Wednesday, November 30, 2011


Godspell contains one of my favorite scores. Growing up enamored as much by Amy Grant and Sandi Patty as Betty Buckley and Jennifer Holliday, Godspell was one of those college discoveries that overwhelmed me and created a connection that still grips me. The production at Loyola University in New Orleans, set in a small room with folding chairs, was clear and powerful and funny and thrilling.

The current Broadway revival fails to capture the nostalgia of two decades ago, but I certainly can’t fault it that—a second affair can’t live up to the thrill of the first time, especially when the emotional memory is stronger than the actual memory.

My biggest challenge with the current production is that it isn’t clear. Had I not known what it was about, I would still be scratching my head. To be fair, the show itself is muddled. Further, the production is almost done in by atrocious sound that, on the night I attended, rendered some actors unintelligible—singing songs for which I know every single word. It is unfortunate because there is a lot of talent on the stage at Circle in the Square.

It is hard to pick a stand out. All the women are solid pop tarts although, with the exception of Uzo Aduba, they sound indistinguishable with the same gospel riffs and upper range wails. Hunter Parrish, as Jesus, lacks the focus and sincerity that made his debut in Spring Awakening so powerful. I can only imagine that he was directed toward the particular spasticity that seems to have taken over his arms and the over-happy, jerky delivery of his lines. Perhaps, it is because he is surrounded by a cast that is very comfortable with the improvisational farce of the script and the mix of simplicity, soaring, and sass of the songs that he doesn’t fare as well in comparison. Perhaps, he needs a little more time in the role to inhabit it comfortably. Perhaps, Jesus is just tough to nail. Parrish’s voice is fine but limited, and the noticeable strain on that particular Sunday night actually gave him a raspy depth that was appealing in the lower register.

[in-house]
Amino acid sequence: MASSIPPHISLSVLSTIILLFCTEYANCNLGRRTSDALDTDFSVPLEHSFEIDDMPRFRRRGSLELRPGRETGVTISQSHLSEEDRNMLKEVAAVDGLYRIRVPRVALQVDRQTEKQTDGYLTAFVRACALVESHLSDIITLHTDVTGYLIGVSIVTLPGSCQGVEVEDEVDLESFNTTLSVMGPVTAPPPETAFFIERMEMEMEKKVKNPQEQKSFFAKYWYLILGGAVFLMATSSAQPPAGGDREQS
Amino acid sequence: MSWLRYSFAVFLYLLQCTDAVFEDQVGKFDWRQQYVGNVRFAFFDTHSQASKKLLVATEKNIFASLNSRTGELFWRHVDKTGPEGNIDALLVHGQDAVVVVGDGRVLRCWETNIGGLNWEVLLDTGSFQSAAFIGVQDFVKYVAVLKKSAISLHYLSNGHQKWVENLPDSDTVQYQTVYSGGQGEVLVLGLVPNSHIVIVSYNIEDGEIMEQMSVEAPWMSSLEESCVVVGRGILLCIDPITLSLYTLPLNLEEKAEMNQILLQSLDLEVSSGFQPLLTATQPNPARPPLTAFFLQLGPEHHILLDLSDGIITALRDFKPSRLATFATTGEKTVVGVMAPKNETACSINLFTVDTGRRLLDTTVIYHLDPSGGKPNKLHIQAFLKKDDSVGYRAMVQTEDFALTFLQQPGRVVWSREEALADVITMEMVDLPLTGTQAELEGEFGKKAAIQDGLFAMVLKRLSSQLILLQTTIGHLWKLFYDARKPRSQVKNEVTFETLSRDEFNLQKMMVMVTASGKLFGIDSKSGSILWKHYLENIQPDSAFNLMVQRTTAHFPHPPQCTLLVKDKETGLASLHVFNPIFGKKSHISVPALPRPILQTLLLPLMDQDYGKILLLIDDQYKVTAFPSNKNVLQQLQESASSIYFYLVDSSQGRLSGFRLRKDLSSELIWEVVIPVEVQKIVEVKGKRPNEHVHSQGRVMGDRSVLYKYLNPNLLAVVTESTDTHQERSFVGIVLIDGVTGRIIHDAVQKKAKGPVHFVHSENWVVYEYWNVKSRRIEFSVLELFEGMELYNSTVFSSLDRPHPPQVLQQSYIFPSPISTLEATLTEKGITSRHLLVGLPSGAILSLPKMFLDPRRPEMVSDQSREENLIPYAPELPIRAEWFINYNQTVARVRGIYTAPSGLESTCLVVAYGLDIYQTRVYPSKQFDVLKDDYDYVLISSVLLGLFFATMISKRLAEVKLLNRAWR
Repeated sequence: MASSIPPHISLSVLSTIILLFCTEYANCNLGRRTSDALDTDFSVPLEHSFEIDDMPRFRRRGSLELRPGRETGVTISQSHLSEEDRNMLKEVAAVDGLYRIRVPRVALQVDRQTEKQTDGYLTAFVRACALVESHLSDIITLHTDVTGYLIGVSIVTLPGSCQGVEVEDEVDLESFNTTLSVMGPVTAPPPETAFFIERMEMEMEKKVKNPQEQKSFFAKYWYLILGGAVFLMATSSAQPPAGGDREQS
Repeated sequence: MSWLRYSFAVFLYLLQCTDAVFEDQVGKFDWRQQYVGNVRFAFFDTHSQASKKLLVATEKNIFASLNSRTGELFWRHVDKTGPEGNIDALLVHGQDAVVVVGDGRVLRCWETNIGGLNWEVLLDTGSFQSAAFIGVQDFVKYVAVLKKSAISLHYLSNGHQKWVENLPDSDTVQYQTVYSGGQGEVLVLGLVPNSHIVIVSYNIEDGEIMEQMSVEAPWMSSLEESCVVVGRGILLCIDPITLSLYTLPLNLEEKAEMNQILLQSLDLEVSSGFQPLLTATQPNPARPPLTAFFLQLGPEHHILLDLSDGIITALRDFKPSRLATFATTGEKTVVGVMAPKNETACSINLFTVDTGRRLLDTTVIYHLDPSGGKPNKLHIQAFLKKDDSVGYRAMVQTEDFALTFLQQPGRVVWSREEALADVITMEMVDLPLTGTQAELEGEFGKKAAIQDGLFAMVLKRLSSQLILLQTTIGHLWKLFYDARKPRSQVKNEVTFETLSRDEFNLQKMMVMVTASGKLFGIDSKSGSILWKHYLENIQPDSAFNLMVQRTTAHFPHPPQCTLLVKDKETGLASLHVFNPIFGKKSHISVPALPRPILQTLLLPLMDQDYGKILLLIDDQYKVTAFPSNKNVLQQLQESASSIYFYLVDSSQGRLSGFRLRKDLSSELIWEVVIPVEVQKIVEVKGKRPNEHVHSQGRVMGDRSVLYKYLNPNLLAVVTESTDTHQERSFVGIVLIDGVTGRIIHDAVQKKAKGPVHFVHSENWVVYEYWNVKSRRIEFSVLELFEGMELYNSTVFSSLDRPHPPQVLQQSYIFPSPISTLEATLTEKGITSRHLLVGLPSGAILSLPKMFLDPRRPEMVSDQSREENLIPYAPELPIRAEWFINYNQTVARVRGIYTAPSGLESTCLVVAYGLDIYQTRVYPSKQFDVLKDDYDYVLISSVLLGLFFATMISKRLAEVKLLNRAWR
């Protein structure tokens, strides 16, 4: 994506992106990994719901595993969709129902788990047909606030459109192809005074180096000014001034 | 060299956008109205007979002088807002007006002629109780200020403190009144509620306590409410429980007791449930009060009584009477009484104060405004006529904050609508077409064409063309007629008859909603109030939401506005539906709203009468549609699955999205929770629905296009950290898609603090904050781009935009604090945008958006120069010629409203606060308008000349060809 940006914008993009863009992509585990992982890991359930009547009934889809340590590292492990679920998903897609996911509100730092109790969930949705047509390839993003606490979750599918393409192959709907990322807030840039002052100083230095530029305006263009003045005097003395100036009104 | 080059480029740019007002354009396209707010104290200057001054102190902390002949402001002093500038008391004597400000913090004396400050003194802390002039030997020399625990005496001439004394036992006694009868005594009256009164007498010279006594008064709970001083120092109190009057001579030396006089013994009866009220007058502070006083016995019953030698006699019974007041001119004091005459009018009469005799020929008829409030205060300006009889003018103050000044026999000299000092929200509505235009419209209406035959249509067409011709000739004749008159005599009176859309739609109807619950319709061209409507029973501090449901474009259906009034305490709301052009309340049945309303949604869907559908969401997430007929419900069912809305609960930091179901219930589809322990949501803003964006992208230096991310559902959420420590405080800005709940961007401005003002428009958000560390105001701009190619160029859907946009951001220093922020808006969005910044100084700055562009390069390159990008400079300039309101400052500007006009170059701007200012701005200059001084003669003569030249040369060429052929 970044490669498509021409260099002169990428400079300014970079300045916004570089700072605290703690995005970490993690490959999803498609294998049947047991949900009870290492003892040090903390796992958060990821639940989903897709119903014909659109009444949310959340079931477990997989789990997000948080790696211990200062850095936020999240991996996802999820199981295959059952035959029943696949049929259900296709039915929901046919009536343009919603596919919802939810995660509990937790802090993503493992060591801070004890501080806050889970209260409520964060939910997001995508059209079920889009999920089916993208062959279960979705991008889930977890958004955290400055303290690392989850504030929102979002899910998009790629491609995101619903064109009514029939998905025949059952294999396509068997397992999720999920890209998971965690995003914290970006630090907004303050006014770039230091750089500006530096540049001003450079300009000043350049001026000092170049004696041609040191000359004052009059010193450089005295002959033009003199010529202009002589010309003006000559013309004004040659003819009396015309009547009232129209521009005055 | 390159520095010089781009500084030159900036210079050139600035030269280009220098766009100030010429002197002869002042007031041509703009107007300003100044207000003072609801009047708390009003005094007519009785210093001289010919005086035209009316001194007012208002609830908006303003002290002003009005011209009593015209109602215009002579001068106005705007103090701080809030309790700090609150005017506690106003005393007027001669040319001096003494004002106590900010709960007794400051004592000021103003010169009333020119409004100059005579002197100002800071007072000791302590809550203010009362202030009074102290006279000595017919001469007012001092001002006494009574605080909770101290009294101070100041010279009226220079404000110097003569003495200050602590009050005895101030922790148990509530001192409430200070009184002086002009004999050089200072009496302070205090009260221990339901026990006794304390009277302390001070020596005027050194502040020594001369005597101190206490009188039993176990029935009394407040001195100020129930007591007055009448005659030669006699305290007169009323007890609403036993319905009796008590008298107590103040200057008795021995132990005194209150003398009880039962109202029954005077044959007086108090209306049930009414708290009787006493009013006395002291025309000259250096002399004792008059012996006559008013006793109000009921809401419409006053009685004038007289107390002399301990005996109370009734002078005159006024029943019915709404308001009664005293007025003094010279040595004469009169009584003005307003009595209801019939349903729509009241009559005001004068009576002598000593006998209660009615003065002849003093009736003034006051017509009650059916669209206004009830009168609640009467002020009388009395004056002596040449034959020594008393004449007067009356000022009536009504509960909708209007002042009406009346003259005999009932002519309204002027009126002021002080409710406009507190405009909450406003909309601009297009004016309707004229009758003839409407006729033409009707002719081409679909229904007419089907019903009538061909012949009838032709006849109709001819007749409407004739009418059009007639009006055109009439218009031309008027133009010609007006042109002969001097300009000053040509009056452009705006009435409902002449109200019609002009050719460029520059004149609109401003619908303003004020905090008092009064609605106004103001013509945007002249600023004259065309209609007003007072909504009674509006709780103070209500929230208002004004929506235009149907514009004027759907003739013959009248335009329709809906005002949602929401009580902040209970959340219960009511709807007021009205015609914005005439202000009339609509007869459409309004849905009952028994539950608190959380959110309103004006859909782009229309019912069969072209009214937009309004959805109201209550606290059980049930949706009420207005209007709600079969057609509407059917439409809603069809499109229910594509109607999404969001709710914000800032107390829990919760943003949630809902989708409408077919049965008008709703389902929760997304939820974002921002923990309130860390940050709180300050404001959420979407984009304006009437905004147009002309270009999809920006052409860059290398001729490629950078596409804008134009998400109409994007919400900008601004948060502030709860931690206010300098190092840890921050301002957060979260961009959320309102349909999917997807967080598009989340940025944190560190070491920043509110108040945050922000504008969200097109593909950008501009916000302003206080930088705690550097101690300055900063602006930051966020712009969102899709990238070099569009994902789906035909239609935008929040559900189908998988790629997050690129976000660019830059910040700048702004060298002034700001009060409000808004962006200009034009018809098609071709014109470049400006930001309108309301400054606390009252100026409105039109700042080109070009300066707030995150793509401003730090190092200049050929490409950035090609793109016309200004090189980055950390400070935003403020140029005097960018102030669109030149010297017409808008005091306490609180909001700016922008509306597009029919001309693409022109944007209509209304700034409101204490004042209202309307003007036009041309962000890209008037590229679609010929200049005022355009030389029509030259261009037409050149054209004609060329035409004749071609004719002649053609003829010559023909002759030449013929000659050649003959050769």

The production comes across as a college mounting, a very fine college performance, which isn’t inappropriate. While I caught myself occasionally wondering what might have been in more experienced hands, I had to remind myself that the spirit of this show is rooted in the joyous fumblings of youth and inexperience. Also, it is almost impossible to evaluate the performances and the greater production when you can only hear and understand about sixty percent of the show.

To be fair, my companion that night had seen the show the previous week from the other side of the theater and understood everything and enjoyed the show so much that he couldn’t wait to see it again. Part of the problem is that the band was often too loud, but that was occasional. The mics and sound were the main culprits. Actually, three in the cast reprised a first act number during Intermission with only piano accompaniment, no microphones. It was splendid, and not because the voices were one bit better than that of the actress who performed it during the show—the audible glimpses of her voice were spectacular.

I am not sure this production builds a case for sitting through it, but I would love to hear the cast recording. The show itself delivers on the God but falls short on the spell.

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